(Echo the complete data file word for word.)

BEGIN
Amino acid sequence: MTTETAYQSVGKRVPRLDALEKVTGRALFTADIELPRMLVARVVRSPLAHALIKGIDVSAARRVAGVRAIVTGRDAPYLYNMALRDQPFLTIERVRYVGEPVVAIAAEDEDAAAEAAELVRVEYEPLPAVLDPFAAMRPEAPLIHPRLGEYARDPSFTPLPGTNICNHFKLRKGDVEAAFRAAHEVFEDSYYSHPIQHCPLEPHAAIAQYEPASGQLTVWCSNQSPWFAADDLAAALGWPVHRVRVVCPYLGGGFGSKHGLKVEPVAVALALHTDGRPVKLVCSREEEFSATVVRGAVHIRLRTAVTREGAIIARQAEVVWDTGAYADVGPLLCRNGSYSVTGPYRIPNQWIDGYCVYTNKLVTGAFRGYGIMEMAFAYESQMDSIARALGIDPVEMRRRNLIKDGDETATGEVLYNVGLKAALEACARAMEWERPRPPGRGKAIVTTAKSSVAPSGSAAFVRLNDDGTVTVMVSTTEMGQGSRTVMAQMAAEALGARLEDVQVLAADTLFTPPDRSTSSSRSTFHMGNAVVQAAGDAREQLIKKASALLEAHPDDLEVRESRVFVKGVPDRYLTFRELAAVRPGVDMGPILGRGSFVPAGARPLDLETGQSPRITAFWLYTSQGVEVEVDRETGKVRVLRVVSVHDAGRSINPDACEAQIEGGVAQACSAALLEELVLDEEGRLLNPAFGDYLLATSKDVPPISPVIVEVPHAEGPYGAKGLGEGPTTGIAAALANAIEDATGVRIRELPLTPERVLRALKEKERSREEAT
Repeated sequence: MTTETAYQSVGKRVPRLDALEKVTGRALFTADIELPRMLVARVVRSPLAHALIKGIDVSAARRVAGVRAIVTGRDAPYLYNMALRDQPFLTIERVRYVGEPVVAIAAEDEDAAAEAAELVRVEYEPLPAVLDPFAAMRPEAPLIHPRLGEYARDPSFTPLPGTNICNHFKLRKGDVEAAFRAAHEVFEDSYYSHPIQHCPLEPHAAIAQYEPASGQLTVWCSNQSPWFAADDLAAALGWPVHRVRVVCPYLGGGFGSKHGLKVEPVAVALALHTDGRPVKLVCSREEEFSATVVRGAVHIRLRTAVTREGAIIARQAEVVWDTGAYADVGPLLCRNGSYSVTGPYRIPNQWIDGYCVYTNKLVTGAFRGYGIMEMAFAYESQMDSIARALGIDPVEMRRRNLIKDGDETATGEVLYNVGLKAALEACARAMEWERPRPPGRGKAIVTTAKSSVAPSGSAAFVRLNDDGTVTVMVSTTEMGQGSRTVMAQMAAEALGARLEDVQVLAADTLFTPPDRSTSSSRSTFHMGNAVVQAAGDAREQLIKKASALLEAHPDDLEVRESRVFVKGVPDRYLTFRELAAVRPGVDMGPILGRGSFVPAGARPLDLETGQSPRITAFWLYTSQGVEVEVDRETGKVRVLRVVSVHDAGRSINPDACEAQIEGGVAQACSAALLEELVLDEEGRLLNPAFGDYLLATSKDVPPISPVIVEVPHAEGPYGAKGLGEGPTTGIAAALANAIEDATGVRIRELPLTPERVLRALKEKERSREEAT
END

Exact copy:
Amino acid sequence: MTTETAYQSVGKRVPRLDALEKVTGRALFTADIELPRMLVARVVRSPLAHALIKGIDVSAARRVAGVRAIVTGRDAPYLYNMALRDQPFLTIERVRYVGEPVVAIAAEDEDAAAEAAELVRVEYEPLPAVLDPFAAMRPEAPLIHPRLGEYARDPSFTPLPGTNICNHFKLRKGDVEAAFRAAHEVFEDSYYSHPIQHCPLEPHAAIAQYEPASGQLTVWCSNQSPWFAADDLAAALGWPVHRVRVVCPYLGGGFGSKHGLKVEPVAVALALHTDGRPVKLVCSREEEFSATVVRGAVHIRLRTAVTREGAIIARQAEVVWDTGAYADVGPLLCRNGSYSVTGPYRIPNQWIDGYCVYTNKLVTGAFRGYGIMEMAFAYESQMDSIARALGIDPVEMRRRNLIKDGDETATGEVLYNVGLKAALEACARAMEWERPRPPGRGKAIVTTAKSSVAPSGSAAFVRLNDDGTVTVMVSTTEMGQGSRTVMAQMAAEALGARLEDVQVLAADTLFTPPDRSTSSSRSTFHMGNAVVQAAGDAREQLIKKASALLEAHPDDLEVRESRVFVKGVPDRYLTFRELAAVRPGVDMGPILGRGSFVPAGARPLDLETGQSPRITAFWLYTSQGVEVEVDRETGKVRVLRVVSVHDAGRSINPDACEAQIEGGVAQACSAALLEELVLDEEGRLLNPAFGDYLLATSKDVPPISPVIVEVPHAEGPYGAKGLGEGPTTGIAAALANAIEDATGVRIRELPLTPERVLRALKEKERSREEAT
Repeated sequence: MTTETAYQSVGKRVPRLDALEKVTGRALFTADIELPRMLVARVVRSPLAHALIKGIDVSAARRVAGVRAIVTGRDAPYLYNMALRDQPFLTIERVRYVGEPVVAIAAEDEDAAAEAAELVRVEYEPLPAVLDPFAAMRPEAPLIHPRLGEYARDPSFTPLPGTNICNHFKLRKGDVEAAFRAAHEVFEDSYYSHPIQHCPLEPHAAIAQYEPASGQLTVWCSNQSPWFAADDLAAALGWPVHRVRVVCPYLGGGFGSKHGLKVEPVAVALALHTDGRPVKLVCSREEEFSATVVRGAVHIRLRTAVTREGAIIARQAEVVWDTGAYADVGPLLCRNGSYSVTGPYRIPNQWIDGYCVYTNKLVTGAFRGYGIMEMAFAYESQMDSIARALGIDPVEMRRRNLIKDGDETATGEVLYNVGLKAALEACARAMEWERPRPPGRGKAIVTTAKSSVAPSGSAAFVRLNDDGTVTVMVSTTEMGQGSRTVMAQMAAEALGARLEDVQVLAADTLFTPPDRSTSSSRSTFHMGNAVVQAAGDAREQLIKKASALLEAHPDDLEVRESRVFVKGVPDRYLTFRELAAVRPGVDMGPILGRGSFVPAGARPLDLETGQSPRITAFWLYTSQGVEVEVDRETGKVRVLRVVSVHDAGRSINPDACEAQIEGGVAQACSAALLEELVLDEEGRLLNPAFGDYLLATSKDVPPISPVIVEVPHAEGPYGAKGLGEGPTTGIAAALANAIEDATGVRIRELPLTPERVLRALKEKERSREEAT